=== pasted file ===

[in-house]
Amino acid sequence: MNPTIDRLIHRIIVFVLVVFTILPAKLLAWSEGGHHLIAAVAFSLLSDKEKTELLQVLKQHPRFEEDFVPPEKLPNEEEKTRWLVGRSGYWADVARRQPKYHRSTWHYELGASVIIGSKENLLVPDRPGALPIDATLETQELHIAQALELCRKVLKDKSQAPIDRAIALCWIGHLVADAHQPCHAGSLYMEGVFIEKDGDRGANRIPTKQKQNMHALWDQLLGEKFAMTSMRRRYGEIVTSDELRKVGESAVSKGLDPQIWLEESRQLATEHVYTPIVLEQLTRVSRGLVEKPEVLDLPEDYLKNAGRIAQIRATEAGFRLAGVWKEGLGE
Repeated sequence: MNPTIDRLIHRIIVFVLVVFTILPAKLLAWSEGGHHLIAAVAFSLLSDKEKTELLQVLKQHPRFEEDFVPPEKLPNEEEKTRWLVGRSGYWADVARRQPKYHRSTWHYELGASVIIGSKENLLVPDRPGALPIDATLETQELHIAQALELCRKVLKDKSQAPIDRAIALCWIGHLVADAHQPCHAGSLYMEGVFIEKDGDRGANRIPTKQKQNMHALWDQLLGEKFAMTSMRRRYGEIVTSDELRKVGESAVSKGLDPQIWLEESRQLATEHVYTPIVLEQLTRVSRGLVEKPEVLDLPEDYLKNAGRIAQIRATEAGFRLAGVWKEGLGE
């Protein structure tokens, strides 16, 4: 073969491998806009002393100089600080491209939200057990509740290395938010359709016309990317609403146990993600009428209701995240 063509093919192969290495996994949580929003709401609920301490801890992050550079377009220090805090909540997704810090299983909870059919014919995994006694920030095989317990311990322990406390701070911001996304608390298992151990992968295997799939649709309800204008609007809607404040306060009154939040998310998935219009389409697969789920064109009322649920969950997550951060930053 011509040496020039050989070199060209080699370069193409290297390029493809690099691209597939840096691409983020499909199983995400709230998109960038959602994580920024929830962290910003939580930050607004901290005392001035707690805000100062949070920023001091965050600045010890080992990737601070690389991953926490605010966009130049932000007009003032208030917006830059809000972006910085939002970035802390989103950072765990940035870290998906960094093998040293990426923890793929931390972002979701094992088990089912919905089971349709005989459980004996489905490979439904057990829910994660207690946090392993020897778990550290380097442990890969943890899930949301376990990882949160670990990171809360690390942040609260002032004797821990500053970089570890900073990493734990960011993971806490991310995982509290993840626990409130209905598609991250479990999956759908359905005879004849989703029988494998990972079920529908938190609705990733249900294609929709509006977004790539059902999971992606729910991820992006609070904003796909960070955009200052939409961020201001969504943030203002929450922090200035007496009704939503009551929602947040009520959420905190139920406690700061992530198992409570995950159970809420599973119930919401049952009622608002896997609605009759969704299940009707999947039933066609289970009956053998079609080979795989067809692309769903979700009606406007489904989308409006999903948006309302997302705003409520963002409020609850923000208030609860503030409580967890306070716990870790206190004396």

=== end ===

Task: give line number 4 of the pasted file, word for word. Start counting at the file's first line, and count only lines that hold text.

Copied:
């Protein structure tokens, strides 16, 4: 073969491998806009002393100089600080491209939200057990509740290395938010359709016309990317609403146990993600009428209701995240 063509093919192969290495996994949580929003709401609920301490801890992050550079377009220090805090909540997704810090299983909870059919014919995994006694920030095989317990311990322990406390701070911001996304608390298992151990992968295997799939649709309800204008609007809607404040306060009154939040998310998935219009389409697969789920064109009322649920969950997550951060930053 011509040496020039050989070199060209080699370069193409290297390029493809690099691209597939840096691409983020499909199983995400709230998109960038959602994580920024929830962290910003939580930050607004901290005392001035707690805000100062949070920023001091965050600045010890080992990737601070690389991953926490605010966009130049932000007009003032208030917006830059809000972006910085939002970035802390989103950072765990940035870290998906960094093998040293990426923890793929931390972002979701094992088990089912919905089971349709005989459980004996489905490979439904057990829910994660207690946090392993020897778990550290380097442990890969943890899930949301376990990882949160670990990171809360690390942040609260002032004797821990500053970089570890900073990493734990960011993971806490991310995982509290993840626990409130209905598609991250479990999956759908359905005879004849989703029988494998990972079920529908938190609705990733249900294609929709509006977004790539059902999971992606729910991820992006609070904003796909960070955009200052939409961020201001969504943030203002929450922090200035007496009704939503009551929602947040009520959420905190139920406690700061992530198992409570995950159970809420599973119930919401049952009622608002896997609605009759969704299940009707999947039933066609289970009956053998079609080979795989067809692309769903979700009606406007489904989308409006999903948006309302997302705003409520963002409020609850923000208030609860503030409580967890306070716990870790206190004396």